Last week, I didn’t quite do that, but I did meet some local baristas when they came in for training in the lab. All the coffee shops that carry Doma coffee have the opportunity to come to the plant and get training as a barista. This means learning how to make the perfect espresso. When I say perfect, I’m going back to the idea that coffee isn’t only a commodity, it’s both an art and science.
We began by getting a general introduction to Doma. To summarize: Doma was created 12 years ago by husband and wife Terry and Rebecca Patano. The name is the combination of the first two letters of their sons’ Dominic and Marco– DoMa. The image of the man on the label? A photo of Terry’s dad taken at the old pier on Lake Coeur d’Alene in 1943. How much more local do you get than that?
After a detailed explanation of how coffee grows (see next post), and a tour of the roasting facility, we had gained a much greater appreciation for the the beans in the bag. Now enlightened, we were ready to learn how to make a perfect shot of espresso. To begin, we ground exactly 18 grams of coffee. Then we used a tamper to tamp the coffee with 30 pounds of pressure. To make sure these measurements were correct, we did several practice measurements using scales.
Once the right amount of grinds was well tamped, we put the portafilter on the espresso machine for 26-30 seconds. As the liquid pours out, it’s important to pay attention to the golden-brown coloring and the crema (foam) that appears in the shot. About two-thirds of the actual shot should be crema. And voilà! a perfect shot of coffee. Steam milk, attempt some amazing coffee art, and you have yourself a beautiful latte.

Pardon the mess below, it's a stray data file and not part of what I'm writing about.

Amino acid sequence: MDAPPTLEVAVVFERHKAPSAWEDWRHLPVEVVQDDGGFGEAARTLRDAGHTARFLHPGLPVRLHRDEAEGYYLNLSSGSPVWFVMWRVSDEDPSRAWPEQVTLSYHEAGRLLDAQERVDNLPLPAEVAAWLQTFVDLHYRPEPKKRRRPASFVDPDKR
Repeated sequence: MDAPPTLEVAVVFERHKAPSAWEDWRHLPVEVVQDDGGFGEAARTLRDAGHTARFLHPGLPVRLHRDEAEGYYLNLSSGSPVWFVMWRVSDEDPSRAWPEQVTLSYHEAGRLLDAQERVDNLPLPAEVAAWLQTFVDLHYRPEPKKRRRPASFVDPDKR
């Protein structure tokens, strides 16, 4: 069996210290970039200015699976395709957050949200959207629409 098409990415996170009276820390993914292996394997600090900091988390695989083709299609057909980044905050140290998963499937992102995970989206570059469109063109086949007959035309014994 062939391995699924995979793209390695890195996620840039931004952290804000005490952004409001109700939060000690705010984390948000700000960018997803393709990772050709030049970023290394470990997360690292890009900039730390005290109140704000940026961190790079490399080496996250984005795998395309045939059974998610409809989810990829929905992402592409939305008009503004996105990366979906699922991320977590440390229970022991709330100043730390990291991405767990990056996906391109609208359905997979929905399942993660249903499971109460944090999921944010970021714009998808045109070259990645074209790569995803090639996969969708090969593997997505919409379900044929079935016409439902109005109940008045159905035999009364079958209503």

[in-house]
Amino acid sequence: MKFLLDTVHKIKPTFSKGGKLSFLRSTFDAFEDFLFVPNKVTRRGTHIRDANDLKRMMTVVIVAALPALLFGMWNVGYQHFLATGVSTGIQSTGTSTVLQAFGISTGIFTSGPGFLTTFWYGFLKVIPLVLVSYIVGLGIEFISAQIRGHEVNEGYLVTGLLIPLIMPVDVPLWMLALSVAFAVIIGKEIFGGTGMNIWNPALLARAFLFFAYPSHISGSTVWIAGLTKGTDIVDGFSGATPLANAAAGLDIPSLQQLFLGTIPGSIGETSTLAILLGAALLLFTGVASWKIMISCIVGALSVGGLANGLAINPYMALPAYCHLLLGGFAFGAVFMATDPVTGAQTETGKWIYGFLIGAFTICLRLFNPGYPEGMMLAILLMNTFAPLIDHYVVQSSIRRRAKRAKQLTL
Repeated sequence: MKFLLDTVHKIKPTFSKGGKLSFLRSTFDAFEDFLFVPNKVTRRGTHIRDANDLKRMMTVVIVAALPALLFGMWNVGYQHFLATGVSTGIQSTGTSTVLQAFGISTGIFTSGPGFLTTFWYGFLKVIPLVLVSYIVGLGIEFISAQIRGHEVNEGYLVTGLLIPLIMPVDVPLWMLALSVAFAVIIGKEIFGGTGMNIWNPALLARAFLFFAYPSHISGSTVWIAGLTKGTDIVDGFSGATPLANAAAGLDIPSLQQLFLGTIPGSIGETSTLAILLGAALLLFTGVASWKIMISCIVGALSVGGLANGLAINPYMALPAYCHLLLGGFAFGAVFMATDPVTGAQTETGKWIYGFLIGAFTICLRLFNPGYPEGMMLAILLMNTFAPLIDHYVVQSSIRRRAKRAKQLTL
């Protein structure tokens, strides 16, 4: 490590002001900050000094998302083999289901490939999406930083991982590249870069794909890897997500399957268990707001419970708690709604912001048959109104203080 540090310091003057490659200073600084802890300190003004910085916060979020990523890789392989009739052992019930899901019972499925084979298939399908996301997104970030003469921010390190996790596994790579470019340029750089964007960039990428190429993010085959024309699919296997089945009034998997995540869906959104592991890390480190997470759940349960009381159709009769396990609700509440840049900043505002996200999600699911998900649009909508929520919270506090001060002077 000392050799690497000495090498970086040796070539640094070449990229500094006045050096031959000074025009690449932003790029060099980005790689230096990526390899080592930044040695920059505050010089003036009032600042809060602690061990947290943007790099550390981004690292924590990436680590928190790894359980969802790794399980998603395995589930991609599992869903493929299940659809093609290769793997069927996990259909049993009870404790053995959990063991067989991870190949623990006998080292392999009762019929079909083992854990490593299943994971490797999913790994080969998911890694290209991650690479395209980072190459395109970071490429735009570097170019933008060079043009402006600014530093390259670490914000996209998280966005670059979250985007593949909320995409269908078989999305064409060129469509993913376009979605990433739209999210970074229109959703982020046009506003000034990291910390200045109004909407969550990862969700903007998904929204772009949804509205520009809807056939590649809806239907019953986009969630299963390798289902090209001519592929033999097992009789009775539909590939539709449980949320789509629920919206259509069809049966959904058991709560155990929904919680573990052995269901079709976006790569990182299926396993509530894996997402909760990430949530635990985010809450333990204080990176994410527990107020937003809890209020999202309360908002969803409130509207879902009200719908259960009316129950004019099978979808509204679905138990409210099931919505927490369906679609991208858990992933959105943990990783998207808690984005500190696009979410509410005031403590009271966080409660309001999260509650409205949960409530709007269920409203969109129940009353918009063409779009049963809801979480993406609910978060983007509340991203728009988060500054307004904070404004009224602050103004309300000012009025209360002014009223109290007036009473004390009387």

From Breton the intern:
Wednesday I also had the experience of cupping for the first time. Cupping is the wine tasting of the coffee world. At this point in time I came to the conclusion that not only is coffee an art, but a science here. Five glasses of six different types of coffee grinds in them were set out on the lab table.
First, we sniffed the grinds. I say sniff because it was explicitly explained that if you inhaled too deeply, you were likely to breathe in coffee grinds. Unpleasant experience? I imagine so. Every step of the way, it’s important to take notes and pay attention to differences. Do all five glasses smell the same? What undertones to you smell? How would you describe that smell? Using words instead of hand motions? That’s a little difficult if you’re like me. Also, can you tell the distinct difference between the first and third sets? Does the coffee smell differently when your mouth is opened or closed?